by Mad Dog
potentially huge marketing trend died out quickly when Brazil turned
down Amazon.com’s offer to rename their river and Arkansas wanted
too much money to change its name to Yahoo.
Two years ago I was thinking about buying my own town. Otis,
a cute little 193-acre fixer-upper on the Oregon coast which
has a gas station, Pronto Pup hot dog stand, two houses, and an
empty 25-stall horse barn, was put up for sale. Vivian Lematta, who
inherited the town, was trying to get $2.9 million for it, not a bad
price when you figure her grandfather picked it up for 800 bucks in
1910. And you know he didn’t have to throw in any stock options on
the future Pronto Pup stand.
I was going to rename the
town Dogestan and make Jose Cuervo the Official Liquor, Converse
All-Star high-top black monochrome sneakers the Official Shoe, and
of course I’d be the Official Columnist. But I had trouble
qualifying for the loan. It seems writers aren’t the world’s
best credit risks. Something about banks having a preference for
people who have a steady income.
Well, it’s still
available. Not the mortgage, but Otis. Apparently the demand for
used towns isn’t as great as I thought it was and it’s back on
the market. This is particularly odd since you’d think it would
have been snapped up during the dot-com boom when there were a
zillion post-pubescent CEOs with more money than time to spend it.
Wouldn’t having their own town just have had so much cachet?
One company did make a move
in this direction when they offered the city of Halfway, Oregon
$75,000 and 22 computers if they’d change their name to Half.com,
which of course they did. This potentially huge marketing trend died
out quickly when Brazil turned down Amazon.com’s offer to rename
their river and Arkansas wanted too much money to change its name to
you’re interested in any of these properties you’d better jump
on it before someone snaps it up. Someone like, say, the Maharishi
Otis, it turns out, was a trendsetter. In central Turkey 11
villages have recently been put up for sale, and the going rate is a
bargain basement $1.3 million per village. Even though they’re
inland, are in a less developed country, are filled with farms that
oddly don’t raise turkeys, and don’t have the first Pronto Pup
stand, they’re still a good deal. After all, each is less than
half the price of Otis and includes about 120 families, which means
you’d have more subjects—I mean, citizens—and after all, a
high PPV (People Per Village ratio) is a good thing to look for when
In Australia, the town of
Jandowae is taking a little different approach—they’re selling
it off bit by bit. At $1 Australian (or 52-cents U.S.) it’s a
pretty sweet deal. Especially since for that you get a lot large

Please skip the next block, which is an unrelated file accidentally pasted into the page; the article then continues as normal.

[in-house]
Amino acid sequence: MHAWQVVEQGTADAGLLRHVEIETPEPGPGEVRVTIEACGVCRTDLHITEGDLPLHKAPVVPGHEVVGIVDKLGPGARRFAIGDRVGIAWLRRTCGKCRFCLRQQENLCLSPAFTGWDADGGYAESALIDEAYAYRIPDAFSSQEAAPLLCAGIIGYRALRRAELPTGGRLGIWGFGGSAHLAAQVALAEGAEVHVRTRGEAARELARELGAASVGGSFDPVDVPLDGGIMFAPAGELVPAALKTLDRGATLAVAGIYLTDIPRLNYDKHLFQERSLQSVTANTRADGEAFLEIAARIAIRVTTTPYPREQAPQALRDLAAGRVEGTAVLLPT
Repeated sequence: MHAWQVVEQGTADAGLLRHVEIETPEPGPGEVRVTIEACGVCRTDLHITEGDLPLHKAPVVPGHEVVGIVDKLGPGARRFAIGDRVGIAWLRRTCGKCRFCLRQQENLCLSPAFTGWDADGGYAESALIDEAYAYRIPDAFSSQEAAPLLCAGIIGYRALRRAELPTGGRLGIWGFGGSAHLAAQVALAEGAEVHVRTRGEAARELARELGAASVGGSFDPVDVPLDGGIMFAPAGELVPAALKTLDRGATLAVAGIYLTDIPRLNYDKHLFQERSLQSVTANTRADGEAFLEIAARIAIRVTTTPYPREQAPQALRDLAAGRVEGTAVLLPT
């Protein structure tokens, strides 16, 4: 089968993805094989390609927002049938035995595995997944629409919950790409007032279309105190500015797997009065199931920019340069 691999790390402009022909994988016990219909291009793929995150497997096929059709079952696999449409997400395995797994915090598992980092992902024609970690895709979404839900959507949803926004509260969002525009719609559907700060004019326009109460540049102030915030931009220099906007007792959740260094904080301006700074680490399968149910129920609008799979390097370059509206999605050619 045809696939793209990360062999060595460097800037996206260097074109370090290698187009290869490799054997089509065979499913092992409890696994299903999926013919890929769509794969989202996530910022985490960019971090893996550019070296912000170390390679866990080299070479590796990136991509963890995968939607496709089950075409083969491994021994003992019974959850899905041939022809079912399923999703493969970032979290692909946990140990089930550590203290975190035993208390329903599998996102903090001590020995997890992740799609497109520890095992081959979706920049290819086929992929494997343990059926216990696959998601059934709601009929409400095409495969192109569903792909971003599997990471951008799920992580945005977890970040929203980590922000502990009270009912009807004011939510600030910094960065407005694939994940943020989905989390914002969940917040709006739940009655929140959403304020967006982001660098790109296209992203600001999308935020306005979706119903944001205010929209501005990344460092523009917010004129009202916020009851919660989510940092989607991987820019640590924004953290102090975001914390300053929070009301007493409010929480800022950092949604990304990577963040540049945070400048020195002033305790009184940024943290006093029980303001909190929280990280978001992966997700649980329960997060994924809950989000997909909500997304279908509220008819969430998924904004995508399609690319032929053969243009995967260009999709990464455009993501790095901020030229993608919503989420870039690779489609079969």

enough to build a house. Buy two and you can put up a crocodile
pond, dingo house, and kangaroo corral, call it a petting zoo, and
attract tourists who don’t realize that for the price of admission
they could own most of the town.
They’re selling it off
because too many people have moved away, which should be a tip-off
that the place isn’t exactly heaven on earth. Besides, if you
really wanted to buy a place that’s uninhabited you could have
your own island in the San Francisco Bay. It’s called Red Rock,
and it’s a bit north of San Francisco—far enough to not have to
worry about parking yet close enough to be able to commute to work.
Well, as long as you have a boat or helicopter.
No one’s ever lived
there. Except some squatter in the 1850s who thought he was taking
Alcatraz back for the Indians and, after he stopped wondering where
the other protesters were, decided he liked living with birds better
than living with people. They’re asking $10 million for the place,
which while over three times the cost of Otis and nearly eight times
as much as a cute little Turkish village, is a good deal by San
Francisco standards. Then again, being able to go out for an evening
of dinner, a show, and a cab ride home without taking out a second
mortgage is considered a good deal there.
As for Otis, I’m not too worried about their stealing
it away from me. It’s too small, it’s named after a drunk on
“Mayberry RFD”, and besides, what would a bunch of vegetarians
do with a Pronto Pup stand?
If you’re interested in any of these properties you’d
better jump on it before someone snaps it up. Someone like, say, the
Maharishi Mahesh Yogi. You might remember him from the Beatles
years, when he giggled his way into their lives and put a ™ next
to TM, which incidentally stands for Transcendental Meditation, not
Not content with having
their own incorporated town in Iowa named Guruville, they’re
looking to start a country in South America. Just kidding. Well,
about the town in Iowa, anyway—it’s actually called Vedic City.
But yes, they really are looking to start their own country.
The Maharishi’s followers
have offered Surinam $1.3 billion plus one percent of the new
country’s money every year for the next 200 years if they can
lease 3,500 acres to run as an independent country. So far Surinam
hasn’t gone for it. They’re holding out for merchandising
rights, foreign distribution, and final say on the director’s cut
of the Making of a Meditational Country documentary.
If the Maharishi doesn’t
get Surinam to go along with this he might consider Jandowae, which
at its current price would save them lots of money, or Turkey, which
would probably sell the whole country for $1.3 billion. As for Otis,
I’m not too worried about their stealing it away from me. It’s
too small, it’s named after a drunk on “Mayberry RFD”, and
besides, what would a bunch of vegetarians do with a Pronto Pup
stand, convert it to Maharishi’s Fried Tofu Dogs on a Stick? Yes,
Otis is still mine to have. That is, of course, if my parents will
loan me the down payment.
©2001 Mad Dog
Productions, Inc. All Rights Reserved.
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